All Things Newz
Technology

Not All USB-C Cables Are Thunderbolt Cables


A Thunderbolt cable plugged into a laptop.
Jeff28/Shutterstock.com

Wondering why the Thunderbolt connection on your computer is underperforming? Before you blame the port or peripheral, check the cable.

Confused? Blame the Connector

Let’s open with the basics because that highlights why there is so much confusion about USB-C and Thunderbolt cables.

USB-C is a connection standard. The USB Type-C plug is an oval-shaped USB connector that replaced previous USB connectors like Mini-B, Micro-B, and other prior designs. The most notable difference, immediately visible to the user, is the change from a single-orientation plug (where cables have to be inserted right side up) to an orientation-agnostic plug (where there is no up or down).

Unlike previous iterations of USB that were simple and fairly limited, the USB Type-C plug is a rather versatile design that can support a wide range of applications from basic cellphone charging all the way up to delivering enough power for your laptop or advanced display support—but only if you have the right type of connection with the right type of cable.

Usually, people are pretty clear on whether or not the device they have supports Thunderbolt—the advanced interface that uses the USB-C connector—because having Thunderbolt is a big selling point.

Where the problem arises is that plain old USB-C cables and more advanced Thunderbolt cables use identical connectors. Further, a plain old USB-C cable linking two Thunderbolt-capable devices will still function, just in a significantly downgraded fashion.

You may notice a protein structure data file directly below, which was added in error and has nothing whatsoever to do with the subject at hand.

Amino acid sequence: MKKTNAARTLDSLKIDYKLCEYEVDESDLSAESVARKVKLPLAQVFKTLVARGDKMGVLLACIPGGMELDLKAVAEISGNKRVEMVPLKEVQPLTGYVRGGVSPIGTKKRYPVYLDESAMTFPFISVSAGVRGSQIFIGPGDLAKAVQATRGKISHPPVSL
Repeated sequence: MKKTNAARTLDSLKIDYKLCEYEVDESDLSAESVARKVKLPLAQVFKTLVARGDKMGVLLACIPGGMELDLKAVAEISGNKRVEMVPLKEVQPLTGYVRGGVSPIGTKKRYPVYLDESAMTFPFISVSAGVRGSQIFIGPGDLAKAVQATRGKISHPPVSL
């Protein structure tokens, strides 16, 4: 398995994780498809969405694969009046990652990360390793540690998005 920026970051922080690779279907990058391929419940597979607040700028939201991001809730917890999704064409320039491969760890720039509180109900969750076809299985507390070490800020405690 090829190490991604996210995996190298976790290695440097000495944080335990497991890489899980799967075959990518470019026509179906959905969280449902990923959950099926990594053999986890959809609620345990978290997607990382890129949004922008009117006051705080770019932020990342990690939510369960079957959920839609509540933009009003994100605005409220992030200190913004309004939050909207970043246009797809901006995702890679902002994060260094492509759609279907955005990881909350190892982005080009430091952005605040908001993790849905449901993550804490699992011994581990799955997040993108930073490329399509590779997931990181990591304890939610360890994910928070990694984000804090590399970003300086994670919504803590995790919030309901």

Buy a Quality Cable that Supports Thunderbolt 4

While there are plenty of high-quality USB-C cables out there but you’re not going to get the Thunderbolt experience without a Thunderbolt cable.

Although there are Thunderbolt 2, 3, and 4 cables that all use the USB-C connector, we recommend skipping to the front of the version line and buying a Thunderbolt 4-certified cable.

You might pay a little bit more to buy a Thunderbolt 4 over Thunderbolt 3 cable, but you won’t have to buy a new cable later when a new device uses Thunderbolt 4.

If you’re connecting devices that aren’t directly next to each other or you’d like a little length for a charging or display cable, look for longer Thunderbolt cables like this 6.6 foot-long certified cable from Cable Matters.

If you still need the speed and power of a Thunderbolt 4 cable but you don’t need the extra length, you can always buy a shorter certified cable, like this model from Anker.

Quality Thunderbolt cables aren’t cheap, but when it comes to something that can carry up to 100W of power between devices, you definitely don’t want to skimp on quality.





Source link

Related posts

How to Change Font Size on iPhone

Google’s Pixel Tablet Will Turn Into a Smart Display

AMD’s New RX 7000 GPUs Are Really Good and Really Cheap